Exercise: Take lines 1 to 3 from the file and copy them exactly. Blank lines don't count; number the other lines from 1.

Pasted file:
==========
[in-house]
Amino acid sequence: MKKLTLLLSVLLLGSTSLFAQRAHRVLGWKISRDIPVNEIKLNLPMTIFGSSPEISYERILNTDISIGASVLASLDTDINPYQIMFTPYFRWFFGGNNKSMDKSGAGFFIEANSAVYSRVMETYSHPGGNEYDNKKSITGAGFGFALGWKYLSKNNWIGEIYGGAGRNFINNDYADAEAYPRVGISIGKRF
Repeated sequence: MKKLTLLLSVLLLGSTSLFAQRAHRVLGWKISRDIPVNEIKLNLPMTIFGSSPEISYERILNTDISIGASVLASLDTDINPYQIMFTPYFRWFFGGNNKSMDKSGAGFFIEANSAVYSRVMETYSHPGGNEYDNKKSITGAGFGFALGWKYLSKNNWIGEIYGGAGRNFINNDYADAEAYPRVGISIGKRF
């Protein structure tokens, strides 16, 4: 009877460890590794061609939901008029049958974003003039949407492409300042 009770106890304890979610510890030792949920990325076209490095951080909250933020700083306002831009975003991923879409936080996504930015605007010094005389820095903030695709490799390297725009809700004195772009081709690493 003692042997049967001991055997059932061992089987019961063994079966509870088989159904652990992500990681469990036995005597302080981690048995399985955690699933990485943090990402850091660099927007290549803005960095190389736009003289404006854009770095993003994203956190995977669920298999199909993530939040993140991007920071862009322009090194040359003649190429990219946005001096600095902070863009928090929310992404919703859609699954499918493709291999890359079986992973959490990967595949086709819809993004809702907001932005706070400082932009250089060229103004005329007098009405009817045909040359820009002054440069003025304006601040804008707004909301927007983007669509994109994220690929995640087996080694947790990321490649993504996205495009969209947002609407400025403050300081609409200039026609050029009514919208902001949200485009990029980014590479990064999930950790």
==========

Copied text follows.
[in-house]
Amino acid sequence: MKKLTLLLSVLLLGSTSLFAQRAHRVLGWKISRDIPVNEIKLNLPMTIFGSSPEISYERILNTDISIGASVLASLDTDINPYQIMFTPYFRWFFGGNNKSMDKSGAGFFIEANSAVYSRVMETYSHPGGNEYDNKKSITGAGFGFALGWKYLSKNNWIGEIYGGAGRNFINNDYADAEAYPRVGISIGKRF
Repeated sequence: MKKLTLLLSVLLLGSTSLFAQRAHRVLGWKISRDIPVNEIKLNLPMTIFGSSPEISYERILNTDISIGASVLASLDTDINPYQIMFTPYFRWFFGGNNKSMDKSGAGFFIEANSAVYSRVMETYSHPGGNEYDNKKSITGAGFGFALGWKYLSKNNWIGEIYGGAGRNFINNDYADAEAYPRVGISIGKRF